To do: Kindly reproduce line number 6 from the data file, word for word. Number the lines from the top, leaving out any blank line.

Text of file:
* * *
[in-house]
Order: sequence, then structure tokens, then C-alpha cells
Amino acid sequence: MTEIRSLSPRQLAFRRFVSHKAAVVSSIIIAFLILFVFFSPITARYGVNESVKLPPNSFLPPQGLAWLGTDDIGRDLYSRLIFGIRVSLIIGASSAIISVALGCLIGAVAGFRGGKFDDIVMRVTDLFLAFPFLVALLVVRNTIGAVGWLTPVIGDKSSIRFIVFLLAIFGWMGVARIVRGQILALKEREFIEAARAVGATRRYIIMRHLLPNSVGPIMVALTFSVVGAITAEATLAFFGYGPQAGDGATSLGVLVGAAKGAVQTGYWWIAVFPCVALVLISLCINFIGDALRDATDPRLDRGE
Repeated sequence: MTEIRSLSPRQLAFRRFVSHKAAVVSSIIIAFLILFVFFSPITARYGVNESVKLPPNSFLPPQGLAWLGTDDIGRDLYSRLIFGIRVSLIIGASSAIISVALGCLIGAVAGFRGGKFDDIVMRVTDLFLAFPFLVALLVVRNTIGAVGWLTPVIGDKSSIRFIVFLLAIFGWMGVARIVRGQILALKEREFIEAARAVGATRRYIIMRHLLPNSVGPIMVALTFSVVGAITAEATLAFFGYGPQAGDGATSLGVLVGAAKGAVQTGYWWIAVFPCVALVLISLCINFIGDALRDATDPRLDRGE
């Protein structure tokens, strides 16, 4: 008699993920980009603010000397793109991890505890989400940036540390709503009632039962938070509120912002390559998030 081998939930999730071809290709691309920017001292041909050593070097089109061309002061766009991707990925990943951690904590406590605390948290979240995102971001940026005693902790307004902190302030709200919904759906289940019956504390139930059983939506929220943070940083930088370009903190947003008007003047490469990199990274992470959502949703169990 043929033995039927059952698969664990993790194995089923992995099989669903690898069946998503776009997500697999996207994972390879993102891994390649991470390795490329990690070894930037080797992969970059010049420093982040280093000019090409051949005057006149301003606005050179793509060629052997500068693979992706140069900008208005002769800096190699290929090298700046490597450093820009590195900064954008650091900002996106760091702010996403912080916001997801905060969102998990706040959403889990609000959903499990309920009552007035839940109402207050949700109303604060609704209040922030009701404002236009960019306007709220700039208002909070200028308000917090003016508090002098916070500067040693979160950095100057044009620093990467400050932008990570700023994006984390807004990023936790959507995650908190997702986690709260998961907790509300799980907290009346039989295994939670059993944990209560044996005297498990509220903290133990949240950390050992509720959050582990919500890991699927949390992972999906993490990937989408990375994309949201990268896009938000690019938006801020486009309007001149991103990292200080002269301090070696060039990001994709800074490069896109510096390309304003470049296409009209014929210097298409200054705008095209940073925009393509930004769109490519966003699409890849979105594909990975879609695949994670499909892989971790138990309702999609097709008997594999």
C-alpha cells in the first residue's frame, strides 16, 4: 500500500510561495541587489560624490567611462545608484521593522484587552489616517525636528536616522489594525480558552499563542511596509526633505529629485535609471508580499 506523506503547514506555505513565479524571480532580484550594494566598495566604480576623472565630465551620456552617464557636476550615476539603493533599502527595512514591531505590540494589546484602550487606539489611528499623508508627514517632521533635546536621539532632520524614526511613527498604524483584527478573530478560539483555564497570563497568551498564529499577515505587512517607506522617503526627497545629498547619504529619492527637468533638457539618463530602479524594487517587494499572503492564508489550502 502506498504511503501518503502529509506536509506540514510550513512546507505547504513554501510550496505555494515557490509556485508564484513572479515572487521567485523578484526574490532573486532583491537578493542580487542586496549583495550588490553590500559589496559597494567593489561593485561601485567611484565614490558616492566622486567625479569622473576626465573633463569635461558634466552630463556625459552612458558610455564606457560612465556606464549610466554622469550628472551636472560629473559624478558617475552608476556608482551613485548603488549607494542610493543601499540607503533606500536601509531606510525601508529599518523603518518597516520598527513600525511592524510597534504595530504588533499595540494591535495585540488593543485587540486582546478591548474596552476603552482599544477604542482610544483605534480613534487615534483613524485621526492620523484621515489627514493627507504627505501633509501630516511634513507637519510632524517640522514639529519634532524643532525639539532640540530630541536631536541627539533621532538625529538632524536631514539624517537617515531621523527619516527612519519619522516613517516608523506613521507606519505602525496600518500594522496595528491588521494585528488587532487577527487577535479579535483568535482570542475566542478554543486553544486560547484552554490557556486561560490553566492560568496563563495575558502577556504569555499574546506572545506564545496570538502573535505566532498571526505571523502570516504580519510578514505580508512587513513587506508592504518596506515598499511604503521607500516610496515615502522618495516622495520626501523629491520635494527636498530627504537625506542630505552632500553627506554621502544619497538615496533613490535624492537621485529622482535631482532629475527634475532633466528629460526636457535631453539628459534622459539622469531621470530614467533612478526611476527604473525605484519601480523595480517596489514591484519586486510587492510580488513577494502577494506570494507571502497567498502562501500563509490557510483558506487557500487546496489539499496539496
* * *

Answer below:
C-alpha cells in the first residue's frame, strides 16, 4: 500500500510561495541587489560624490567611462545608484521593522484587552489616517525636528536616522489594525480558552499563542511596509526633505529629485535609471508580499 506523506503547514506555505513565479524571480532580484550594494566598495566604480576623472565630465551620456552617464557636476550615476539603493533599502527595512514591531505590540494589546484602550487606539489611528499623508508627514517632521533635546536621539532632520524614526511613527498604524483584527478573530478560539483555564497570563497568551498564529499577515505587512517607506522617503526627497545629498547619504529619492527637468533638457539618463530602479524594487517587494499572503492564508489550502 502506498504511503501518503502529509506536509506540514510550513512546507505547504513554501510550496505555494515557490509556485508564484513572479515572487521567485523578484526574490532573486532583491537578493542580487542586496549583495550588490553590500559589496559597494567593489561593485561601485567611484565614490558616492566622486567625479569622473576626465573633463569635461558634466552630463556625459552612458558610455564606457560612465556606464549610466554622469550628472551636472560629473559624478558617475552608476556608482551613485548603488549607494542610493543601499540607503533606500536601509531606510525601508529599518523603518518597516520598527513600525511592524510597534504595530504588533499595540494591535495585540488593543485587540486582546478591548474596552476603552482599544477604542482610544483605534480613534487615534483613524485621526492620523484621515489627514493627507504627505501633509501630516511634513507637519510632524517640522514639529519634532524643532525639539532640540530630541536631536541627539533621532538625529538632524536631514539624517537617515531621523527619516527612519519619522516613517516608523506613521507606519505602525496600518500594522496595528491588521494585528488587532487577527487577535479579535483568535482570542475566542478554543486553544486560547484552554490557556486561560490553566492560568496563563495575558502577556504569555499574546506572545506564545496570538502573535505566532498571526505571523502570516504580519510578514505580508512587513513587506508592504518596506515598499511604503521607500516610496515615502522618495516622495520626501523629491520635494527636498530627504537625506542630505552632500553627506554621502544619497538615496533613490535624492537621485529622482535631482532629475527634475532633466528629460526636457535631453539628459534622459539622469531621470530614467533612478526611476527604473525605484519601480523595480517596489514591484519586486510587492510580488513577494502577494506570494507571502497567498502562501500563509490557510483558506487557500487546496489539499496539496